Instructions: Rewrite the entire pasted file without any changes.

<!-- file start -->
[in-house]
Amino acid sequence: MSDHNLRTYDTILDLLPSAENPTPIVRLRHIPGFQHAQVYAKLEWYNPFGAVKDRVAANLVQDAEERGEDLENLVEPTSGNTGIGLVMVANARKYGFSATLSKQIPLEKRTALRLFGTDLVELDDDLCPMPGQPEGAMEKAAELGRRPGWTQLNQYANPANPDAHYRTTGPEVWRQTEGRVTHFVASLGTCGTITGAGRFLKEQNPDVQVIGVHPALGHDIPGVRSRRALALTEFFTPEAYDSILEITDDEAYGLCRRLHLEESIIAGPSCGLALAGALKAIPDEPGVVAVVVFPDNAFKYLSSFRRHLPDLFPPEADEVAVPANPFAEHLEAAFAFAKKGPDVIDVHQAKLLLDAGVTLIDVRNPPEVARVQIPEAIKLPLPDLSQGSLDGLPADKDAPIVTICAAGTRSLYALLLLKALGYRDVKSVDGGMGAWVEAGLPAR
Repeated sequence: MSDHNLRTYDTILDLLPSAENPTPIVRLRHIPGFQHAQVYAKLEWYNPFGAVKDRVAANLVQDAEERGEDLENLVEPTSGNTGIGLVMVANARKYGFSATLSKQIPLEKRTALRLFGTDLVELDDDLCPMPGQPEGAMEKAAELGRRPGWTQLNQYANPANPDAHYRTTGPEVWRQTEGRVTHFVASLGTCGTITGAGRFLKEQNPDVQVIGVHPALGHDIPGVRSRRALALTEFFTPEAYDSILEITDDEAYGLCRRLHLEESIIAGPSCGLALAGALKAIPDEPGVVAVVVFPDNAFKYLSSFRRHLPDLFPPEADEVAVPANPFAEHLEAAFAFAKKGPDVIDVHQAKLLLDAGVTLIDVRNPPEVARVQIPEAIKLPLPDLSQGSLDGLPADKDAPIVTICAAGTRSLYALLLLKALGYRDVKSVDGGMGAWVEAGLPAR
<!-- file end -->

[in-house]
Amino acid sequence: MSDHNLRTYDTILDLLPSAENPTPIVRLRHIPGFQHAQVYAKLEWYNPFGAVKDRVAANLVQDAEERGEDLENLVEPTSGNTGIGLVMVANARKYGFSATLSKQIPLEKRTALRLFGTDLVELDDDLCPMPGQPEGAMEKAAELGRRPGWTQLNQYANPANPDAHYRTTGPEVWRQTEGRVTHFVASLGTCGTITGAGRFLKEQNPDVQVIGVHPALGHDIPGVRSRRALALTEFFTPEAYDSILEITDDEAYGLCRRLHLEESIIAGPSCGLALAGALKAIPDEPGVVAVVVFPDNAFKYLSSFRRHLPDLFPPEADEVAVPANPFAEHLEAAFAFAKKGPDVIDVHQAKLLLDAGVTLIDVRNPPEVARVQIPEAIKLPLPDLSQGSLDGLPADKDAPIVTICAAGTRSLYALLLLKALGYRDVKSVDGGMGAWVEAGLPAR
Repeated sequence: MSDHNLRTYDTILDLLPSAENPTPIVRLRHIPGFQHAQVYAKLEWYNPFGAVKDRVAANLVQDAEERGEDLENLVEPTSGNTGIGLVMVANARKYGFSATLSKQIPLEKRTALRLFGTDLVELDDDLCPMPGQPEGAMEKAAELGRRPGWTQLNQYANPANPDAHYRTTGPEVWRQTEGRVTHFVASLGTCGTITGAGRFLKEQNPDVQVIGVHPALGHDIPGVRSRRALALTEFFTPEAYDSILEITDDEAYGLCRRLHLEESIIAGPSCGLALAGALKAIPDEPGVVAVVVFPDNAFKYLSSFRRHLPDLFPPEADEVAVPANPFAEHLEAAFAFAKKGPDVIDVHQAKLLLDAGVTLIDVRNPPEVARVQIPEAIKLPLPDLSQGSLDGLPADKDAPIVTICAAGTRSLYALLLLKALGYRDVKSVDGGMGAWVEAGLPAR